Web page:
CLARIFICATION: The mealworms were already there when Adrian Tan and friends arrived to photograph the pitta. There is absolutely no suggestion that Adrian was responsible for the mealworms. It was simply mentioned that the mealworms were courtesy of pitta enthusiasts – those who were there earlier. YC Wee, BESG
The Hooded Pitta (Pitta sordida cucullata), a rare winter visitor and passage migrant, has arrived in Singapore (above). According to Wang & Hails (2007), it arrives as early as 2nd November and stays until 4th May, peaking around December.
Some of the pittas remain here during the northern winter. Others refuel and continue their journey southwards to Sumatra and Java. This yearly southward migration is to avoid the cold winter of their breeding grounds in the north.
This pitta sub-species is native to the Himalayas, SW China, Indochina, Myanmar and Thailand (Wang & Hails, 2007). It winters in the Malay Peninsular, Singapore, Sumatra and Java.
This is an attractive green bird with a black head and chestnut crown. It forages on the ground for insects and their larvae, and also eats berries. It breeds between February and August, the pair being strongly territorial and build their nest on the ground. For more information, visit this LINK.
“From what we know, pittas are not residents of Singapore, including the Hooded Pitta,” wrote Adrian Tan. “However, as part of its winter migration path, this little chap makes Singapore a pit-stop each year.”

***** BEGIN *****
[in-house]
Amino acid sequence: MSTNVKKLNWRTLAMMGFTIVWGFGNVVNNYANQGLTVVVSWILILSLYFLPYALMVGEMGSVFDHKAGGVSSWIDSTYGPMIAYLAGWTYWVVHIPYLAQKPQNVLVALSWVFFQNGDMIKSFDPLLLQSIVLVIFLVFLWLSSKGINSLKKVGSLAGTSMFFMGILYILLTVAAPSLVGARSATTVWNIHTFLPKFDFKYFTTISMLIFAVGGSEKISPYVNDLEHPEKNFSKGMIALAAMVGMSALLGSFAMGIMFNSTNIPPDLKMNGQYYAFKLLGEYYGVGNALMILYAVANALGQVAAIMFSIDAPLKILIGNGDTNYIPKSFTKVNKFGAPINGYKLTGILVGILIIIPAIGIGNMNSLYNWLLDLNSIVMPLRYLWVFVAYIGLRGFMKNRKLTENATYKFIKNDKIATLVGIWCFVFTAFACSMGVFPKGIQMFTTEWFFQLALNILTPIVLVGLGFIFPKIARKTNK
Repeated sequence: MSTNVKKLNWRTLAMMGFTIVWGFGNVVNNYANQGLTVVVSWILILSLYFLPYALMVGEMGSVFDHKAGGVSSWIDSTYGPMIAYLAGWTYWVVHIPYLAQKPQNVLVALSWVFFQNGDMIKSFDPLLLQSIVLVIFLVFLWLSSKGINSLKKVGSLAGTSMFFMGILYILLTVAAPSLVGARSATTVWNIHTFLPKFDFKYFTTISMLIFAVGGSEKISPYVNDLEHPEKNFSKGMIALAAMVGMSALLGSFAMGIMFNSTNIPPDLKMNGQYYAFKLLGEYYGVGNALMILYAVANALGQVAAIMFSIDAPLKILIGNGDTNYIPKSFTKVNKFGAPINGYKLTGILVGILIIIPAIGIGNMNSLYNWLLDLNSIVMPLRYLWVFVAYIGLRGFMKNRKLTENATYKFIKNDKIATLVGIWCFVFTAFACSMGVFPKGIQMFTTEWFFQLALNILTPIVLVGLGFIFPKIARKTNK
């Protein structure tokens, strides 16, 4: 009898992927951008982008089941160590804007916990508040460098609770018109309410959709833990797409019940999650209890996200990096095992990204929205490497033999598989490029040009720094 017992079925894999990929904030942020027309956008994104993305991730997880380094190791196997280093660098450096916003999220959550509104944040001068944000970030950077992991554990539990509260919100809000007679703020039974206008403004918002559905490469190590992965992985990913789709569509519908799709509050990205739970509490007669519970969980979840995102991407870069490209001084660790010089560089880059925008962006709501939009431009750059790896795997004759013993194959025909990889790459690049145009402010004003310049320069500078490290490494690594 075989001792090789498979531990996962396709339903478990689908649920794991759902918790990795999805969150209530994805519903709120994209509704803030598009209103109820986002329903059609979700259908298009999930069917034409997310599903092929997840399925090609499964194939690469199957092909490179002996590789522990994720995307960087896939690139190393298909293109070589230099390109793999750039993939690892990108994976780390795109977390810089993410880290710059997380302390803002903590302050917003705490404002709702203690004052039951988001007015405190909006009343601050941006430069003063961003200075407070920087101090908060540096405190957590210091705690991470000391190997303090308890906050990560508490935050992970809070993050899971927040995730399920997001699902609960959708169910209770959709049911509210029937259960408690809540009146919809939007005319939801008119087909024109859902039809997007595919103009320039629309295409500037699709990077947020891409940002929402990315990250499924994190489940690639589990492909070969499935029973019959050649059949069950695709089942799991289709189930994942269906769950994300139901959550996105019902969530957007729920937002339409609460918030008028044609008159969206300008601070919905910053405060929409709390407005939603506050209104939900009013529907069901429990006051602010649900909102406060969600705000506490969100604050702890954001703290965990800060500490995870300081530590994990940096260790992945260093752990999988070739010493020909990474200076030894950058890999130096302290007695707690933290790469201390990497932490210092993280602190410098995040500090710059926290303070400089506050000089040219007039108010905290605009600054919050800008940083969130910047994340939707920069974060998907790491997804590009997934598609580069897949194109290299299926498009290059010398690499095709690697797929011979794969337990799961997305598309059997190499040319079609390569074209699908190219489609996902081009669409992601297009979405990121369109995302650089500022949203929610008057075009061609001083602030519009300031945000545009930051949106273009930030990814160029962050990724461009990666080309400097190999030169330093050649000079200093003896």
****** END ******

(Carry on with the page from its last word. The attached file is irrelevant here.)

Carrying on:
“Without fail, it draws crowds of excited local nature photographers and birdwatchers, who come out in throngs to catch a glimpse of its beautiful and striking colours, characteristic of the pittas,” added Adrian. “So after the afternoon rain today, I joined my friends Freddy Chew and Ric Seet and we were fortunate to squeeze off a few shots as the hungry bird came out from the bushes and hopped around, looking for an afternoon snack!”
And snacks there were aplenty, courtesy of earlier pitta enthusiasts. On a small mound within the Ginger Garden can be seen mealworms (see images above except topmost). Yes, this pitta was being lured by mealworms.
9th December 2016
Wang, L.K. & C. J. Hails, 2007. An annotated checklist of birds of Singapore. Raffles Bulletin of Zoology, Supplement 15: 1-179.
This post is a cooperative effort between Birds, Insects N Creatures Of Asia and BESG to bring the study of birds and their behavior through photography and videography to a wider audience.